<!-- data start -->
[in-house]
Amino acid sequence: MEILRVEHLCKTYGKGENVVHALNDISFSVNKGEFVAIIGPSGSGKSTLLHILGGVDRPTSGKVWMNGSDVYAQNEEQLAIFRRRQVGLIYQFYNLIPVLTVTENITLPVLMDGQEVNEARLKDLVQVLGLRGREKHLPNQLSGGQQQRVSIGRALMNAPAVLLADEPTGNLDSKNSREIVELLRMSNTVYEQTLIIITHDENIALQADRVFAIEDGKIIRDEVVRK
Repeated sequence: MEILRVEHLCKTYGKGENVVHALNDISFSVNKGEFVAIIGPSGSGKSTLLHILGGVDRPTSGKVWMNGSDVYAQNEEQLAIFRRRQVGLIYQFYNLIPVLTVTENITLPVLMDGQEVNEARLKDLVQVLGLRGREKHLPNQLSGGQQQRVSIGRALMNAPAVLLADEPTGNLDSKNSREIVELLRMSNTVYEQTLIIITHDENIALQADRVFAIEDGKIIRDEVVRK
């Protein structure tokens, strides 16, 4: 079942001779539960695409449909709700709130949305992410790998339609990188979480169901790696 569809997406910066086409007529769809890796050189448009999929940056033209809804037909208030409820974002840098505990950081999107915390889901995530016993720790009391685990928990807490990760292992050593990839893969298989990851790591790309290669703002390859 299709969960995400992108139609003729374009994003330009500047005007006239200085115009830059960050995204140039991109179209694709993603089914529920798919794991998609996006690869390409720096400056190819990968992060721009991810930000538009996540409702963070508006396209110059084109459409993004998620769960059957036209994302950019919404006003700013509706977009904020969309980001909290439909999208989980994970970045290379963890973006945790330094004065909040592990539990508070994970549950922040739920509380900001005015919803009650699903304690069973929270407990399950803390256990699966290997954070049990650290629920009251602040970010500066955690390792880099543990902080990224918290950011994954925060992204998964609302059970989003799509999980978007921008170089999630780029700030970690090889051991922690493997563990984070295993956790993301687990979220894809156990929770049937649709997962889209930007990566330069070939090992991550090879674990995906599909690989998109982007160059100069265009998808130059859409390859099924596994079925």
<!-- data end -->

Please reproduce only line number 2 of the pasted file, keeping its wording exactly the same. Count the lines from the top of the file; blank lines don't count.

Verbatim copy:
Amino acid sequence: MEILRVEHLCKTYGKGENVVHALNDISFSVNKGEFVAIIGPSGSGKSTLLHILGGVDRPTSGKVWMNGSDVYAQNEEQLAIFRRRQVGLIYQFYNLIPVLTVTENITLPVLMDGQEVNEARLKDLVQVLGLRGREKHLPNQLSGGQQQRVSIGRALMNAPAVLLADEPTGNLDSKNSREIVELLRMSNTVYEQTLIIITHDENIALQADRVFAIEDGKIIRDEVVRK